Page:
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Questioning the traditional narrative over contemporary urban development in the Javanese royal city

Purwani, Ofita (2023) Questioning the traditional narrative over contemporary urban development in the Javanese royal city. Southeast Asia Working Paper Series (8). London School of Economics and Political Science, London, UK.

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The recent spectacularized development in the Gulf cities of the Middle East and North Africa has brought into view its contradictory logic of urban change. The cities in that region are highly entrepreneurial, ambitious, and futuristic (Kanna, 2011), yet this happens in and through the long-standing tradition of monarchical power (Molotch and Ponzini, 2019). Royal authority is expressed in modern and globalized forms. Is this the case in other contexts where urban change proceeds in the context of royal influence? This paper addresses this question by looking at the city of Yogyakarta, Indonesia. Although Indonesia is a democracy, in Yogyakarta, the royal family retains a strong presence in and influence over the city. That influence, however, manifests itself not in a futuristic way, as in the cities of the Gulf, but through traditionalized discourses and forms. Moreover, while urban development in Gulf cities is often legitimized by using a globalized and future-oriented vision, in Yogyakarta, change is legitimized by recourse to traditional narratives set within the symbolic authority of royalty. This paper explores why Yogyakarta’s urban change proceeds in and through this royalistic logic. It does so by examining the historical background and current cultural and socioeconomic context of urban change, including relevant legal and planning issues. I conclude that the persistence of traditionalized reasoning and expression in Yogyakarta is intensified in inverse proportion to the purchase of monarchical power. Although urban change is framed through royal reasoning, that reasoning is itself shaped by funding opportunities, legal constraints, and global and local forces. Unlike Gulf cities, which benefit from oil wealth and deregulated economic zoning, Yogyakarta has limited funding from the central government and limited opportunity for foreign investment. These economic constraints intensify traditionalism and a specific form of urban royal expression, all through the opportunities offered through the cultural economy of heritage.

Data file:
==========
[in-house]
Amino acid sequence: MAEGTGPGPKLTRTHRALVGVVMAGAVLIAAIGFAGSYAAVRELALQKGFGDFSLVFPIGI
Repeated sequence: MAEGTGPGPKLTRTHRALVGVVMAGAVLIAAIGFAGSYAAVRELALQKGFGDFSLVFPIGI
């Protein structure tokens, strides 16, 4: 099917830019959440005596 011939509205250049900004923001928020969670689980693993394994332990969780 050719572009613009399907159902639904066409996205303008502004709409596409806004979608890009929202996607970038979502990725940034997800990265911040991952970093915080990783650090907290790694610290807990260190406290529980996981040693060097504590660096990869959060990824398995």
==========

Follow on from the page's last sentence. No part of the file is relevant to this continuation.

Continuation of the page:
Item Type: Monograph (Working Paper)
Official URL:
Additional Information: © 2023 The Author
Divisions: LSE
Subjects: G Geography. Anthropology. Recreation > GF Human ecology. Anthropogeography
H Social Sciences > HD Industries. Land use. Labor
H Social Sciences > HT Communities. Classes. Races
J Political Science > JQ Political institutions Asia
Date Deposited: 16 Aug 2023 09:09
Last Modified: 16 May 2024 12:31

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